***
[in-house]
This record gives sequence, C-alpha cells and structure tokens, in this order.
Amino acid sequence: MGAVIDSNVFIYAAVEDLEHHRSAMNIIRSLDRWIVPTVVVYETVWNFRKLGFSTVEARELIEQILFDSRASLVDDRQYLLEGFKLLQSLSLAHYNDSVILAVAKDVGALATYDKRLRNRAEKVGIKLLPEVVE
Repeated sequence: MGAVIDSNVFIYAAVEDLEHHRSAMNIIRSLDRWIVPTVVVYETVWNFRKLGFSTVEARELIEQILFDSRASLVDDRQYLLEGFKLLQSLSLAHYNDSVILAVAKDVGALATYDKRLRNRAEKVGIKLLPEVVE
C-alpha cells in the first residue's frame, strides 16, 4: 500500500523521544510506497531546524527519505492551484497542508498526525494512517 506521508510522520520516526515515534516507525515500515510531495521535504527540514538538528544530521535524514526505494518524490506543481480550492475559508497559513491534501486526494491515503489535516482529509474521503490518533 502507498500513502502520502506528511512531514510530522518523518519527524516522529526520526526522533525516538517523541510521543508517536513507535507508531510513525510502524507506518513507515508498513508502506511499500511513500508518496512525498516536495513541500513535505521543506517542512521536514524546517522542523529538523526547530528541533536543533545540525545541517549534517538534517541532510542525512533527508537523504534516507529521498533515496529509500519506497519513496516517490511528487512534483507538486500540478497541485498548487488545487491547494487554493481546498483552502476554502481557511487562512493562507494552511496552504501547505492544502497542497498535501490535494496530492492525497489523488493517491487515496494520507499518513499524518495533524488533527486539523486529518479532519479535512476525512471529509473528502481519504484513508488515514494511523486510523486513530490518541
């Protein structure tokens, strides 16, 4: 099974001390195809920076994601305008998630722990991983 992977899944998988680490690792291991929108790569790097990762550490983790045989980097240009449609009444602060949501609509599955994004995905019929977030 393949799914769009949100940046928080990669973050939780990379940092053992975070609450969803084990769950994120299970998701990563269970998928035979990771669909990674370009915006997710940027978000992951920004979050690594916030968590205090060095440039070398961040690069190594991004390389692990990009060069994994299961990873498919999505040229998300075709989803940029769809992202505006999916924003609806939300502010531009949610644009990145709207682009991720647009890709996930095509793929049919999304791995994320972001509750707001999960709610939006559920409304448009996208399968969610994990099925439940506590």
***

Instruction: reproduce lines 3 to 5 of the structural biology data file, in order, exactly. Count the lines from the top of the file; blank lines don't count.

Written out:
Amino acid sequence: MGAVIDSNVFIYAAVEDLEHHRSAMNIIRSLDRWIVPTVVVYETVWNFRKLGFSTVEARELIEQILFDSRASLVDDRQYLLEGFKLLQSLSLAHYNDSVILAVAKDVGALATYDKRLRNRAEKVGIKLLPEVVE
Repeated sequence: MGAVIDSNVFIYAAVEDLEHHRSAMNIIRSLDRWIVPTVVVYETVWNFRKLGFSTVEARELIEQILFDSRASLVDDRQYLLEGFKLLQSLSLAHYNDSVILAVAKDVGALATYDKRLRNRAEKVGIKLLPEVVE
C-alpha cells in the first residue's frame, strides 16, 4: 500500500523521544510506497531546524527519505492551484497542508498526525494512517 506521508510522520520516526515515534516507525515500515510531495521535504527540514538538528544530521535524514526505494518524490506543481480550492475559508497559513491534501486526494491515503489535516482529509474521503490518533 502507498500513502502520502506528511512531514510530522518523518519527524516522529526520526526522533525516538517523541510521543508517536513507535507508531510513525510502524507506518513507515508498513508502506511499500511513500508518496512525498516536495513541500513535505521543506517542512521536514524546517522542523529538523526547530528541533536543533545540525545541517549534517538534517541532510542525512533527508537523504534516507529521498533515496529509500519506497519513496516517490511528487512534483507538486500540478497541485498548487488545487491547494487554493481546498483552502476554502481557511487562512493562507494552511496552504501547505492544502497542497498535501490535494496530492492525497489523488493517491487515496494520507499518513499524518495533524488533527486539523486529518479532519479535512476525512471529509473528502481519504484513508488515514494511523486510523486513530490518541